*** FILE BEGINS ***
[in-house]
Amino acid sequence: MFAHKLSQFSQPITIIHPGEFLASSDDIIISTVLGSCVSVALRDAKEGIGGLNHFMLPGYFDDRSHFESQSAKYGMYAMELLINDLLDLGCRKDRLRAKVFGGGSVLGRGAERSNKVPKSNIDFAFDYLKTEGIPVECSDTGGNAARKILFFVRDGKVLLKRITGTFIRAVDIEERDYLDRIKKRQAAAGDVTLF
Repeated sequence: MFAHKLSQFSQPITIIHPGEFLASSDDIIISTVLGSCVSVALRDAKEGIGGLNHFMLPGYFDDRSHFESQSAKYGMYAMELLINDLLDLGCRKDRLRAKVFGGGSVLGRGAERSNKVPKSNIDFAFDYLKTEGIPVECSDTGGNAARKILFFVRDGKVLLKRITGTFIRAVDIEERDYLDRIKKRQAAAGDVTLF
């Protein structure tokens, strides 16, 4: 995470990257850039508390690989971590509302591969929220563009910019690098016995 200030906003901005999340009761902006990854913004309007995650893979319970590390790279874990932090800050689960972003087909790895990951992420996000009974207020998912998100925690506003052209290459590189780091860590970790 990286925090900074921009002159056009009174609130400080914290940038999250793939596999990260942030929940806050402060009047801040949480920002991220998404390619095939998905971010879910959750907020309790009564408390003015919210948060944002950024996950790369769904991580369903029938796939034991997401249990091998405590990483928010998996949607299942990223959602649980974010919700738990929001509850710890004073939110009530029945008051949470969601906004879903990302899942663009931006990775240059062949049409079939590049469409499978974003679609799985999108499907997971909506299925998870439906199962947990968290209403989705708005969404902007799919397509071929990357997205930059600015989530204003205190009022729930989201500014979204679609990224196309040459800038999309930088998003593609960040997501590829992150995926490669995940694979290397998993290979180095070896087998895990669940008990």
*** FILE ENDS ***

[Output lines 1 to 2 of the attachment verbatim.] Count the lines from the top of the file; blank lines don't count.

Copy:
[in-house]
Amino acid sequence: MFAHKLSQFSQPITIIHPGEFLASSDDIIISTVLGSCVSVALRDAKEGIGGLNHFMLPGYFDDRSHFESQSAKYGMYAMELLINDLLDLGCRKDRLRAKVFGGGSVLGRGAERSNKVPKSNIDFAFDYLKTEGIPVECSDTGGNAARKILFFVRDGKVLLKRITGTFIRAVDIEERDYLDRIKKRQAAAGDVTLF